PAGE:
How many virtualization vendor relationships do you have?

Laurianne McLaughlin over at CIO.com Virtualization Drilldown posted a story up on June 30 that has me thinking about multiple-vendor virtualization environments.

Laurianne McLaughlin over at CIO.com Virtualization Drilldown posted a story up on June 30 that has me thinking about multiple-vendor virtualization environments.  Is this something that is pervasive in today's environments of vendor consolidation?  Why would you be running multiple virtualization environments anyway?  I can see testing out XenServer, Hyper-V, but all three at once in a production environment?  I just don't see it.

With all of the environments I've run into, companies are standardizing on one vendor in the server hardware space.  Not that they don't look or test out others, but it's hard to replace an incumbent vendor for something completely new.  I'm not saying that there aren't scenarios for multiple-vendor relationships, like Citrix and VMware, or Citrix and Hyper-V, etc. with the products of each vendor adding value to the overall solution.  John Suit, CTO of Fortisphere makes his point with this here:

"1. Define what cross-platform and cross-OS solutions you need.

For instance, Suit says, are you considering keeping VMware for servers but using some Citrix technology for virtual desktops? Does your shop require Microsoft in certain spots, but perhaps not in as many as was the case in the past? Think about what technology fits where naturally in your virtualized environment, he says.
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Now what does the future hold?  As Laurianne points out in her article, the Open Virtualization Format (OVF) an open industry specification in development now, is designed to support movement of a VM between platforms.  I can see this really opening up the ability to move VMs around, but it still begs the question, why?

Thoughts? Comments?

Read Laurianne's article here.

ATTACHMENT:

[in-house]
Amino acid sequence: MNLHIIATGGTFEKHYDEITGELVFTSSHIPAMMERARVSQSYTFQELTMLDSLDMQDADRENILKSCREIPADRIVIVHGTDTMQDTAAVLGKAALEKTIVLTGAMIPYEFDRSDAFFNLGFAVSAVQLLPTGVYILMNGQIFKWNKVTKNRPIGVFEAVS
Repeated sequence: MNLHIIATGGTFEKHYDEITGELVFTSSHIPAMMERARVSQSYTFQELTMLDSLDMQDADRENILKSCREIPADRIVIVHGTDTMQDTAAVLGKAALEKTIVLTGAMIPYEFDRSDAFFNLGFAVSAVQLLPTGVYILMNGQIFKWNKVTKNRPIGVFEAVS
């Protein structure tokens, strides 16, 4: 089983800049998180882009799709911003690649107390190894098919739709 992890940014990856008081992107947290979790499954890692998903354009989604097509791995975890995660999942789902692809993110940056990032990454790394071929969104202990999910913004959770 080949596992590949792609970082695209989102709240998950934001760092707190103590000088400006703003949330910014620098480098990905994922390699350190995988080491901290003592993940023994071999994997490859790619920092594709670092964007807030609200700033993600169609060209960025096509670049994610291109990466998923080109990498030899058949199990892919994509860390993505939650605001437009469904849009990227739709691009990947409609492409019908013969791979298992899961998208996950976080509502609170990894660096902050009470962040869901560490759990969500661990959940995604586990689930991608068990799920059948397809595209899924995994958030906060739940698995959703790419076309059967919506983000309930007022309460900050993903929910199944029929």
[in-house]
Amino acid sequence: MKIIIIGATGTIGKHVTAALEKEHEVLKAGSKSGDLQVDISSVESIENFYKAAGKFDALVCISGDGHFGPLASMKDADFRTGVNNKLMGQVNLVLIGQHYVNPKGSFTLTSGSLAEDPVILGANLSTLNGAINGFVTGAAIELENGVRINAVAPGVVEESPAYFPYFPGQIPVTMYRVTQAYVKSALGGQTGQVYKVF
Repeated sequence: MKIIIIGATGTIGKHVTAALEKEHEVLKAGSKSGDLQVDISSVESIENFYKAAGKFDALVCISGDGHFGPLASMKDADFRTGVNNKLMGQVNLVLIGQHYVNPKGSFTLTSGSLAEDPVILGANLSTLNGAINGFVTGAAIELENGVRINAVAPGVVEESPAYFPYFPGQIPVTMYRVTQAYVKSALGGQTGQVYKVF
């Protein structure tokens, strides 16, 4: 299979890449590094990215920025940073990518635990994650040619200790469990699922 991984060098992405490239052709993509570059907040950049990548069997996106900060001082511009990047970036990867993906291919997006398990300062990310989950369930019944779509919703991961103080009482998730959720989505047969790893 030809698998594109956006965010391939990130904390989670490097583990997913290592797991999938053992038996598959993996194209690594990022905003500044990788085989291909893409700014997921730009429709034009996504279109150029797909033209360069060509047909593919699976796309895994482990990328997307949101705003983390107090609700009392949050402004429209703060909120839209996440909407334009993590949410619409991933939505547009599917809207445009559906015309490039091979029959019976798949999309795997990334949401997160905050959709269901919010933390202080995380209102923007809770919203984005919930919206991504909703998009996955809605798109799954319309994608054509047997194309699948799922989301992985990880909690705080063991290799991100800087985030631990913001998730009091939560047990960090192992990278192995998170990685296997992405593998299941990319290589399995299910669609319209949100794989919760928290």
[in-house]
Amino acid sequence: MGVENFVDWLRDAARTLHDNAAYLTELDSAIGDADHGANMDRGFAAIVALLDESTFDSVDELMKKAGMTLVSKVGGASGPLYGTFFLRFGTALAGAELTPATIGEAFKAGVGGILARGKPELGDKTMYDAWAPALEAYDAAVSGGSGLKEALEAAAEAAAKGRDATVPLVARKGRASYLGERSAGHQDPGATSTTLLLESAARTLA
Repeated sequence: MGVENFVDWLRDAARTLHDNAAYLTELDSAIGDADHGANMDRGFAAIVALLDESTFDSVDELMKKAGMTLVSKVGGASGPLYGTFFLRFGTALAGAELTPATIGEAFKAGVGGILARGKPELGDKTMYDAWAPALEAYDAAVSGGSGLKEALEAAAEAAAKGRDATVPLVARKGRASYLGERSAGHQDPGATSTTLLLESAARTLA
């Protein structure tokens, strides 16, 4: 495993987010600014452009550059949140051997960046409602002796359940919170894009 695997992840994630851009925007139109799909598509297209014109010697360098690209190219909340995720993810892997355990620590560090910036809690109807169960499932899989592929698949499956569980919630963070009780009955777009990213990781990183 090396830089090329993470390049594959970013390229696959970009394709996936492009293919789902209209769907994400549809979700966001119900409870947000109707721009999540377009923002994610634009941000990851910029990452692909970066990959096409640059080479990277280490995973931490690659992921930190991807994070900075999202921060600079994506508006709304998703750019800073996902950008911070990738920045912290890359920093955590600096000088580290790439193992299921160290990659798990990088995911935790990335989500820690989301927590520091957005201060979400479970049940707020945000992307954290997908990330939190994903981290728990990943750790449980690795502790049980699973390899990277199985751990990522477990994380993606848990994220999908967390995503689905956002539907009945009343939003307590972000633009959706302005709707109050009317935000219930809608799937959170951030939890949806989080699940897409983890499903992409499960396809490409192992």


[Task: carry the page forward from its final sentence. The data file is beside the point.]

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We see heterogeneous VM Server and Desktop environments at our customers ALL the time.  Some XenApp, some VMware and now some XenDesktop and even some lesser known players.  Where we see this most is corporations that have multiple IT admins responsible for their own departments. They get to put in what they feel is best then they call us to help them manage the environments.   There is a story over on DABCC that touched upon this a while back  http://www.dabcc.com/blogs/jason-e-smiths-hype-advisor/post/vmware-vs-citrix-the-winner-is
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Well, I think it's important to point out that you're mainly talking about the hypervisor here, which might be just one piece of a broader virtualization strategy.  With interoperability announcements, such as the one between Citrix and Microsoft, or a standard like OVF, the VM is being abstracted from the hypervisor.  When you combine this with the commoditization of the hypervisor, it won't really matter which hypervisor you use.  So, the question of, "Why use multiple vendors?" could be answered with "Why not?"  It might be a relatively big deal to change hypervisors now, but the more they become commoditized, the less of a big deal it will be.  It will be like changing wireless service providers.

The choice could come down to price, features or third-party support.  Or, it could come down the type of overall solution you adopt.  For example, if you purchase XenDesktop and plan to use most of the included features (or component products), why not use XenServer as well?  

--BXP

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